Chapter 2, Configuration Management for Administrators, provides an introduction on how to use Configuration Management for users who are not developers, but administrators of a Drupal website who want to make use of the advantages of this new feature. We will show you how to use the Configuration Management interface and how to create a copy of your website, and you will learn how to move a configuration made on one site to another site.

Chapter 3, Drupal 8's Take on Configuration Management, will show you the inner workings of the Configuration Management system in Drupal 8. You will learn about config and schema files, and read about the difference between simple configuration and configuration entities.

Chapter 4, Configuration Management API, will teach you how to get your hands dirty and learn about the Configuration Management API of Drupal 8. Here, you will dive into the Simple Configuration API and learn how configuration can be overridden. Later, you will take a closer look at how to create custom configuration entity types, and we'll also teach you about the configuration's context system.

Chapter 5, The Anatomy of Schema Files, covers schema files and explains how Drupal uses them for Configuration Management. You will learn about the structure of schema files used by Drupal and write your own schema for custom configuration.

Chapter 6, Adding Configuration Management to Your Module, will teach you how to access configuration objects and how schema files are structured in the previous chapters. (You will surely want to know how to get all this fancy stuff into your shiny new module for Drupal 8). You will learn how to include the default configuration in custom modules, how to define and use your own configuration, and how to create configuration forms.

Chapter 7, Upgrading Your Drupal 7 Variables to Drupal 8 Configuration, will show you ways to convert your Drupal 7 variables into Drupal 8 Configuration objects and how to provide an upgrade path in your modules.

Chapter 8, Managing Configuration for Multilingual Websites, allows you to build comprehensive multilingual websites in which you can display a site's content in different languages and translate the user interface. While many features were built into Drupal's core in previous versions, building multilingual sites remained a very painful task. In this chapter, we will take a look at how Drupal 7 deals with different languages on a site and how Drupal 8 is trying to fix weaknesses from previous versions.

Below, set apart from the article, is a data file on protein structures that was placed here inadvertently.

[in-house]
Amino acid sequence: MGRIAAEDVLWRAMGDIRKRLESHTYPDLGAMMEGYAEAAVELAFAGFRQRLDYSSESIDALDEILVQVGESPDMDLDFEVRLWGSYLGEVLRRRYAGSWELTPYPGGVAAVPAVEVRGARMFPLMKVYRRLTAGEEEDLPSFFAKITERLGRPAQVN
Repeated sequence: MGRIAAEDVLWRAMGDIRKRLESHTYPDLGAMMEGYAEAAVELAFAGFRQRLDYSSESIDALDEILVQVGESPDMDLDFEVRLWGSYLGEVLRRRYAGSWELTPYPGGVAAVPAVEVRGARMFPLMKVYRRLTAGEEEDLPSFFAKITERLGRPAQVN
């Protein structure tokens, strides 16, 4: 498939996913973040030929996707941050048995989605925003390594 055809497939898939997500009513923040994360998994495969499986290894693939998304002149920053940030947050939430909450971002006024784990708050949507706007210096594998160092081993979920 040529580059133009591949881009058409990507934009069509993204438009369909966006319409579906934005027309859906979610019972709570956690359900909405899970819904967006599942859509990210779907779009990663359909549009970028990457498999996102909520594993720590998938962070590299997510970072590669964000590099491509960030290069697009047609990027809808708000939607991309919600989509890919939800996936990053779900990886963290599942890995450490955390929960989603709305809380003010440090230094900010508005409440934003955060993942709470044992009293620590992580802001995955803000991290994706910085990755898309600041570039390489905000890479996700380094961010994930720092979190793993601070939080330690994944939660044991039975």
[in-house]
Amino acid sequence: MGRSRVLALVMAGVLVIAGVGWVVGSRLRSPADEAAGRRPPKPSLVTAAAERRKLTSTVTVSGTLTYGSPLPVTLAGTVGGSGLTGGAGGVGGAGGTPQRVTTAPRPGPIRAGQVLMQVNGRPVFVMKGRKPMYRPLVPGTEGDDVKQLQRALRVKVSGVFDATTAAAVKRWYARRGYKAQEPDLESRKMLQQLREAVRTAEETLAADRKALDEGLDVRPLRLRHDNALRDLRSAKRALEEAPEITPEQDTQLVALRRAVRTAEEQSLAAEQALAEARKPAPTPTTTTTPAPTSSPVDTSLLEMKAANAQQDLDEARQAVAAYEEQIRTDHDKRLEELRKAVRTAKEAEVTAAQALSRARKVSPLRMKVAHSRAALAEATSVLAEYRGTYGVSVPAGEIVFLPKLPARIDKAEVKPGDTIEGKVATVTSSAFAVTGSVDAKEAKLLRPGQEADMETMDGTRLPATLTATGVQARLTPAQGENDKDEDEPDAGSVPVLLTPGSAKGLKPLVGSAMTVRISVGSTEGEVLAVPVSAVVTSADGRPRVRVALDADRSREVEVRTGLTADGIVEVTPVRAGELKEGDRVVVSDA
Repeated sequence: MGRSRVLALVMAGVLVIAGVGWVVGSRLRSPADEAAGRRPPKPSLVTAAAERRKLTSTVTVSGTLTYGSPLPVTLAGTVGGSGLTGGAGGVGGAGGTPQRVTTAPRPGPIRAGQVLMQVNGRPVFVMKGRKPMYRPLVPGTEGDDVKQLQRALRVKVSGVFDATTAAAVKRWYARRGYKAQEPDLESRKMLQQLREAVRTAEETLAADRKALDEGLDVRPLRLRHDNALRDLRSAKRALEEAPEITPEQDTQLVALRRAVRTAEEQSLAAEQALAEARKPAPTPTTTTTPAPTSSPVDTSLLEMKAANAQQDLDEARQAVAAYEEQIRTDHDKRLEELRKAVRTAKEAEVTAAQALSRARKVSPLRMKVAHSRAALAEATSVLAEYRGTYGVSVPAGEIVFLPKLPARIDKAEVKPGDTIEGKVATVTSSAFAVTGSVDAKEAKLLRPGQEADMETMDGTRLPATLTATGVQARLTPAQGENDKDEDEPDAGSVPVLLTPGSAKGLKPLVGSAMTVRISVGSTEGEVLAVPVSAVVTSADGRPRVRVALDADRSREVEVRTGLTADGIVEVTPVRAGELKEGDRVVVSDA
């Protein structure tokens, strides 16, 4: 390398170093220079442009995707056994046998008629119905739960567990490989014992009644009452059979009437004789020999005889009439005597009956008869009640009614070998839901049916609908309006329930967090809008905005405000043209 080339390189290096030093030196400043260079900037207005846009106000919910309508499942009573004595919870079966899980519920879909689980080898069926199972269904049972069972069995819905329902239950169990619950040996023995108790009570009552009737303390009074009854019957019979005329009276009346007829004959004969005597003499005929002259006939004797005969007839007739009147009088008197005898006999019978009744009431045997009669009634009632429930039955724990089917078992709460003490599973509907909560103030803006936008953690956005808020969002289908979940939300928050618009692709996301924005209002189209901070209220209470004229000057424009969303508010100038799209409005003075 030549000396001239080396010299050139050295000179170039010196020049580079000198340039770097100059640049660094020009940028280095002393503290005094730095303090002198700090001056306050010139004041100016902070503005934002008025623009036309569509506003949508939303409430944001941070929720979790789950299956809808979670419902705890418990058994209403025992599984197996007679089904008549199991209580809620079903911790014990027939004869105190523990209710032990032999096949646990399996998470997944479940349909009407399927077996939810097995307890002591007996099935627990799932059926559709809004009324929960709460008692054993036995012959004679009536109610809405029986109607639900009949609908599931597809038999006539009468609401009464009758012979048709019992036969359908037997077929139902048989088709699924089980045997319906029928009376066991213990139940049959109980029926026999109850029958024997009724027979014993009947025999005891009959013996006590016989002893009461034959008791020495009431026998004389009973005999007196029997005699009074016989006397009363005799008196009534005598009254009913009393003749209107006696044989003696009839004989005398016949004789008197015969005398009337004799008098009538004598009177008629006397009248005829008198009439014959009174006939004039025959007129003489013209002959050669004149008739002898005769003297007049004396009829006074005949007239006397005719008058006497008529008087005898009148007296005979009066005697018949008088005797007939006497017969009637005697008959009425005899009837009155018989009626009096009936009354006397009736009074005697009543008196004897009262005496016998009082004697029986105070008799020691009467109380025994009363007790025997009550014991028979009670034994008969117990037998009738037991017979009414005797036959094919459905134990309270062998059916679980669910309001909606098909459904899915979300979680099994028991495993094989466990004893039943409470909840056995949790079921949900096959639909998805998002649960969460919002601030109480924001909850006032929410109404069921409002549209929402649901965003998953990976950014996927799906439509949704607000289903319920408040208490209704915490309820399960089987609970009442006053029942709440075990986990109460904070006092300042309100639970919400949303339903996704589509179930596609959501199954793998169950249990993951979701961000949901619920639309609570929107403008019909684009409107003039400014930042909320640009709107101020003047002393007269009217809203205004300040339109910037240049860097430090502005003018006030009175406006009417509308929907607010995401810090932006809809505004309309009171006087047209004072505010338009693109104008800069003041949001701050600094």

Chapter 9, Useful Tools and Getting Help, provides a list of links and tools provided by the Drupal community; these will be useful if you reach a point where you need help when dealing with Configuration Management.

Like what you see?

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Categories: Elsewhere

Iztok Smolic: Fastest way to build a landing page on your Drupal site

Planet Drupal - Mon, 23/03/2015 - 13:53

Landing pages are a must-have for any web business. Every marketer will tell you that pointing ads to a home page is a waste of money. Actually, any campaign should have a dedicated landing page to maximise the the conversion. Here is the problem: setting-up landing pages in Drupal is not easy. Modules like Panels and Display Suite sure […]

The post Fastest way to build a landing page on your Drupal site appeared first on Iztok.

Categories: Elsewhere

Mario Lang: Why is Qt5 not displaying Braille?

Planet Debian - Mon, 23/03/2015 - 11:59

While evaluating the cross-platform accessibility of Qt5, I stumbled across this deficiency:

#include <QApplication> #include <QTextEdit> int main(int argv, char **args) { QApplication app(argv, args); QTextEdit textEdit; textEdit.setText(u8"\u28FF"); textEdit.show(); return app.exec(); }

(compile with -std=c++11).

On my system, this "application" does not show the correct glyph always. Sometimes, it renders a a white square with black border, i.e., the symbol for unknown glyph. However, if I invoke the same executable several times, sometimes, it renders the glyph correctly.

In other words: The glyph choosing mechansim is apparently non-deterministic!!!

UPDATE: Sune Vuorela figured out that I need to set QT_HARFBUZZ=old in the environment for this bug to go away. Apparently, harfbuzz-ng from Qt 5.3 is buggy.

Categories: Elsewhere

Jonathan Dowland: Linux music players, 2015 edition

Planet Debian - Mon, 23/03/2015 - 11:10

Now I'm back to Linux on the Desktop for my dayjob, I was slightly nervous about checking out the state of the art for Linux music players; an area I've never felt the Linux desktop was very strong on.

However for the time being I've largely side-stepped the issue by listening to BBC 6 Music for most of the day. For better or worse, I scrobble, and somebody has written a neat web app for scrobbling along to radio stations. When I want to listen to something different for a change, I've been trying out a trial of Google Play Music, for which somebody has written a Chrome extension to scrobble. On the rare occasions I listen to local music, I'm using VLC.

Google Play Music seems pretty good, but I'm not getting a lot from my trial because 6 Music is generally fantastic.